I have long dreamed of living an alternative lifestyle. My daydreams have often wandered to times gone by perhaps in previous lives, of simpler times. I would have long ago built a Hobbit house in the forest if I had the money to buy a bit of woodland.  I have wanted to get away from Banks, Mortgages, Politicians and bullshit for a long time.

The Dalai Lama  (or Dal as I call him) says that people who lead the simplest lives are often happier and more contented than those that lead the far more complex, stressful, fear-filled existence we seem to have inherited in these last two centuries. However, I hadn’t planned or dreamt of a life with cancer.

To be honest, I saw myself as more of a heart attack kind of person; cancer just wasn’t on my radar. So when I was diagnosed with aggressive prostate cancer on my birthday December 2011, I thought fuck, this is really unfair, this wasn’t in the plan.

Its strange the thoughts I had initially; ‘why me, I’ve tried to be a good person, I’ve helped people all my adult life?’ As though only bad people got cancer. Then I found myself observing my reactions as though I was looking on as an impartial observer would. I knew from this vantage point that I couldn’t, mustn’t let the voice of irrational self-pity take over. I knew that I had to take charge of this situation. I knew absolutely that life had dealt me these cards for a reason and I had to play out my hand as best I could. There was no room for the ‘poor me’s’. I knew also that everything I had learned as a Nurse and as a Counsellor and all the strength I had gained over my then 55 years of life were for this moment; to deal with this cancer.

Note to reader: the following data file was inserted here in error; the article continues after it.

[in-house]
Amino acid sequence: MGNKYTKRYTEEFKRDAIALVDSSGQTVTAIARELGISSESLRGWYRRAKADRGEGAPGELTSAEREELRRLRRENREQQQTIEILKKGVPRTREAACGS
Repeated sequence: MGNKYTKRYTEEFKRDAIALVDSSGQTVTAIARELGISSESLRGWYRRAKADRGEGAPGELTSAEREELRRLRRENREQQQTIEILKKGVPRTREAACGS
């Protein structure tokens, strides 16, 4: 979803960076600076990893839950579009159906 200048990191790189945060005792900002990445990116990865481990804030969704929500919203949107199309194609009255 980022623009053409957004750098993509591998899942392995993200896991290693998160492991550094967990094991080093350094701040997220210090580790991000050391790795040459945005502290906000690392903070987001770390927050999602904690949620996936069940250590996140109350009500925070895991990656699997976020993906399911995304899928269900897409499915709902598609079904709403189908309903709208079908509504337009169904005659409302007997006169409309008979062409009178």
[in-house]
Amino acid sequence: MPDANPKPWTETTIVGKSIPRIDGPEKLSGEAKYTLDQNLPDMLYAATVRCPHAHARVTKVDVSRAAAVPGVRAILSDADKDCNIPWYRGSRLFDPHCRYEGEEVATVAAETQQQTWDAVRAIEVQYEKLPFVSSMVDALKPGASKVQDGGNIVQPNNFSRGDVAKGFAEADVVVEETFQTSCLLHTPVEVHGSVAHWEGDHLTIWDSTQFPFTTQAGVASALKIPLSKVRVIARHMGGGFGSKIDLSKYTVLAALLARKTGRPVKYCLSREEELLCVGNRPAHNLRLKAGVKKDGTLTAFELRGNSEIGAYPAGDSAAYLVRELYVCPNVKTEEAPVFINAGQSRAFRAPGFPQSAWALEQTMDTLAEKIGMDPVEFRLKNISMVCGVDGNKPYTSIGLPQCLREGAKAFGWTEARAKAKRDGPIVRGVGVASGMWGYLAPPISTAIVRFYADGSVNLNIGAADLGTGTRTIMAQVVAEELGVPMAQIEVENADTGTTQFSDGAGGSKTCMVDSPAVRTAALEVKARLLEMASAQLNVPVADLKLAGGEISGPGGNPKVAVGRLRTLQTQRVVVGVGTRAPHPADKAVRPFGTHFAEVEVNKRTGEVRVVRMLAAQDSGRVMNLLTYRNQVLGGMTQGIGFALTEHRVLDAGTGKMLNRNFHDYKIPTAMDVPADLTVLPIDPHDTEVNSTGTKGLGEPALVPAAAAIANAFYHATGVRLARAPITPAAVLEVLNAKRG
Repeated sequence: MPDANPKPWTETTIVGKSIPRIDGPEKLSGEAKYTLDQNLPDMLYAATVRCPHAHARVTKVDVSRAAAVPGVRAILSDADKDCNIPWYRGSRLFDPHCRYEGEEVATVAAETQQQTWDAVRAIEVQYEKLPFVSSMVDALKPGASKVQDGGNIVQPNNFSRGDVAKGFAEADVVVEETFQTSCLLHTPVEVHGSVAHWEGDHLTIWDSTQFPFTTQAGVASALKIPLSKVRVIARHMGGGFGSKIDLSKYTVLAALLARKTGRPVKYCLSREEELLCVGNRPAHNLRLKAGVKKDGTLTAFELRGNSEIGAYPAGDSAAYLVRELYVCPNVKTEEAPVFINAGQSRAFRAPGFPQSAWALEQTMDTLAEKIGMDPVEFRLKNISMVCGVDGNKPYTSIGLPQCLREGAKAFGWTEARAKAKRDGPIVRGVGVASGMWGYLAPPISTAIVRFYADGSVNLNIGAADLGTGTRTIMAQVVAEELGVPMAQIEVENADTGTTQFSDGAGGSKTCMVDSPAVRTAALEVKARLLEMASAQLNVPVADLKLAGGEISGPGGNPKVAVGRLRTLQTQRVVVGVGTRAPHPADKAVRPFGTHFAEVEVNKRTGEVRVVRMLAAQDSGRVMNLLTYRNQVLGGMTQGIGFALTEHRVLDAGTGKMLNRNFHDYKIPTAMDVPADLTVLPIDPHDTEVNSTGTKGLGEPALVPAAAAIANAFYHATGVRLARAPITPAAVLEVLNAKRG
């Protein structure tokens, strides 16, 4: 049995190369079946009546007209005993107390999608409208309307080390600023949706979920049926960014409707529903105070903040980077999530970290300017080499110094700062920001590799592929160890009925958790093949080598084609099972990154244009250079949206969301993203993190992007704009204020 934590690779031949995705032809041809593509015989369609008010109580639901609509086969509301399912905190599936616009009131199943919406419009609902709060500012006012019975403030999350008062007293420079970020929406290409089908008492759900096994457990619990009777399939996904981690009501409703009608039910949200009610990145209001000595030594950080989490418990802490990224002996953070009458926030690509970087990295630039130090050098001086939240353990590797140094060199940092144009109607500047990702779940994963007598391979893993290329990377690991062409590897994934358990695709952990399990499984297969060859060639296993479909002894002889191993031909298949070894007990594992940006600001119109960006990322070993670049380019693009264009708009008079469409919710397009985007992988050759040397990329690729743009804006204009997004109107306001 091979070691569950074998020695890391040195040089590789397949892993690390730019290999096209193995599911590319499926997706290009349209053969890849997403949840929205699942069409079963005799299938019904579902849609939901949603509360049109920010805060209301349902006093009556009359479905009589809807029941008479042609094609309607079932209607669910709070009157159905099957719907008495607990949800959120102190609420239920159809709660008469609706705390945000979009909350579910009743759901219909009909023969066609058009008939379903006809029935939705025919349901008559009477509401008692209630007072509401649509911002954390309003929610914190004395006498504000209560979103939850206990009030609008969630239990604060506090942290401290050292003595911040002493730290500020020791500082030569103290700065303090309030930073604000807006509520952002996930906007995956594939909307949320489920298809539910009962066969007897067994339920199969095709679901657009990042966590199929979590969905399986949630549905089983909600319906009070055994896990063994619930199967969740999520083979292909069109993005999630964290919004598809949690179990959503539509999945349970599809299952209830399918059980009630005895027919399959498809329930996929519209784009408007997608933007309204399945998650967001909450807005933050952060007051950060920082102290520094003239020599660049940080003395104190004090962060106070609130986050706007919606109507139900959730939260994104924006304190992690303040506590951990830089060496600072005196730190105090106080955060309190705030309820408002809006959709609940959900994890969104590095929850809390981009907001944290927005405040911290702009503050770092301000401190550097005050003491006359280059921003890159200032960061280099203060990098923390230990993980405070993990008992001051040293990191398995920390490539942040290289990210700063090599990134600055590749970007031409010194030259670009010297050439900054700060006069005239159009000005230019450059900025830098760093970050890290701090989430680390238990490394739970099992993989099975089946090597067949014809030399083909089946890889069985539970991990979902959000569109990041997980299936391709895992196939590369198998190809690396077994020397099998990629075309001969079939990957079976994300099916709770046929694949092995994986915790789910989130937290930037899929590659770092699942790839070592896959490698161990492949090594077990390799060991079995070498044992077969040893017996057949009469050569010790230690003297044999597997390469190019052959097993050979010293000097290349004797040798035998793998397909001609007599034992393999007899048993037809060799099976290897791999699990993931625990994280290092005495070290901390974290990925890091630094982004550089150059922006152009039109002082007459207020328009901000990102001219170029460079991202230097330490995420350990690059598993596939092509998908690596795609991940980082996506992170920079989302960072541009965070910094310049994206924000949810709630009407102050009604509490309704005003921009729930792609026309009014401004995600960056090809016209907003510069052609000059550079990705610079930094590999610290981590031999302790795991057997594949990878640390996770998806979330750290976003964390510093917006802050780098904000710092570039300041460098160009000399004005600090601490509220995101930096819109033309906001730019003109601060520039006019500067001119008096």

So, when Rebekah and I left the death Doctor’s office I said to her that I wasn’t going to be a victim to this and I wasn’t going to let the medical profession take over and run the show; that somehow I had to figure out how to fight this thing. God bless her, Rebekah said that she was my wife and that she would support me 100% in whatever we had to do and you know, she hasn’t failed me for one moment in her commitment to do that since the life-changing day in 2011.

Since we changed our lives around, sold up, moved into Gladys, put Kirt and Candace out of house and home, became vegetarians and generally started to become knowledgeable in healthy living and holistic cancer treatments, well, I have felt better than I have felt in many years; until the beginning of this year that is.

I don’t know quite what has happened but my prostate has closed in around my urethra. In short, I can’t pee other than a few squirts so my bladder has began to fill up and stretch to ominous levels.
The prostate gland is like a walnut that surrounds the pee tube and it often get larger in older men and causes constriction and sometimes urinary retention. It also enlarges due to prostate cancer. This enlargement can result in emergency admission to hospital to clear a way through the restricted urethra.

Lucky for me perhaps, I had been self catheterising once a week to keep a previously operated on urethral stricture open so I have had to kind of nurse my way through this situation by self catheterising about 3 or 4 times a day whilst waiting for an appointment with our intrepid NHS. Finally, the appointment arrived last Monday at the UCH but as Rebekah has previously blogged, there is a 5 or 6 months waiting list to get this fixed.